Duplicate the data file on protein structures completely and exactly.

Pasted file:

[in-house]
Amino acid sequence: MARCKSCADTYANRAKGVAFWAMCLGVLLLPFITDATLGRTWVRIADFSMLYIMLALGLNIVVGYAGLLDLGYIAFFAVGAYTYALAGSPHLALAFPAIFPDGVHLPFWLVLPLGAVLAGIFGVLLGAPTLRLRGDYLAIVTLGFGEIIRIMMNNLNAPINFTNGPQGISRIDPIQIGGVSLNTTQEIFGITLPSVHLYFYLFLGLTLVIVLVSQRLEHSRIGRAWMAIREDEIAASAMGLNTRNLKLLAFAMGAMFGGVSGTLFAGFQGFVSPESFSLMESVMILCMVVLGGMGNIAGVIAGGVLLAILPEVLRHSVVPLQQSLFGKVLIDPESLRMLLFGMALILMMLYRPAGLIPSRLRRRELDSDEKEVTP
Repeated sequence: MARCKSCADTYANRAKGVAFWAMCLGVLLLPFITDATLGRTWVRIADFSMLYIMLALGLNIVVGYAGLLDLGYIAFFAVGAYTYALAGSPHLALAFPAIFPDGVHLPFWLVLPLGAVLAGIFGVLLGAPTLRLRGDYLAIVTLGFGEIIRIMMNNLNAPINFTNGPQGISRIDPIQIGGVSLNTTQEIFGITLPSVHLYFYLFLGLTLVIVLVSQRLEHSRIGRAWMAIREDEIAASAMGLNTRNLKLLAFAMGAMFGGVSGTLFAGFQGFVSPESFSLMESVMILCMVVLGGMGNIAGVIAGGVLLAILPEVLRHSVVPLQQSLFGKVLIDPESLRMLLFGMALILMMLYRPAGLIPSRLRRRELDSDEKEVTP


[in-house]
Amino acid sequence: MARCKSCADTYANRAKGVAFWAMCLGVLLLPFITDATLGRTWVRIADFSMLYIMLALGLNIVVGYAGLLDLGYIAFFAVGAYTYALAGSPHLALAFPAIFPDGVHLPFWLVLPLGAVLAGIFGVLLGAPTLRLRGDYLAIVTLGFGEIIRIMMNNLNAPINFTNGPQGISRIDPIQIGGVSLNTTQEIFGITLPSVHLYFYLFLGLTLVIVLVSQRLEHSRIGRAWMAIREDEIAASAMGLNTRNLKLLAFAMGAMFGGVSGTLFAGFQGFVSPESFSLMESVMILCMVVLGGMGNIAGVIAGGVLLAILPEVLRHSVVPLQQSLFGKVLIDPESLRMLLFGMALILMMLYRPAGLIPSRLRRRELDSDEKEVTP
Repeated sequence: MARCKSCADTYANRAKGVAFWAMCLGVLLLPFITDATLGRTWVRIADFSMLYIMLALGLNIVVGYAGLLDLGYIAFFAVGAYTYALAGSPHLALAFPAIFPDGVHLPFWLVLPLGAVLAGIFGVLLGAPTLRLRGDYLAIVTLGFGEIIRIMMNNLNAPINFTNGPQGISRIDPIQIGGVSLNTTQEIFGITLPSVHLYFYLFLGLTLVIVLVSQRLEHSRIGRAWMAIREDEIAASAMGLNTRNLKLLAFAMGAMFGGVSGTLFAGFQGFVSPESFSLMESVMILCMVVLGGMGNIAGVIAGGVLLAILPEVLRHSVVPLQQSLFGKVLIDPESLRMLLFGMALILMMLYRPAGLIPSRLRRRELDSDEKEVTP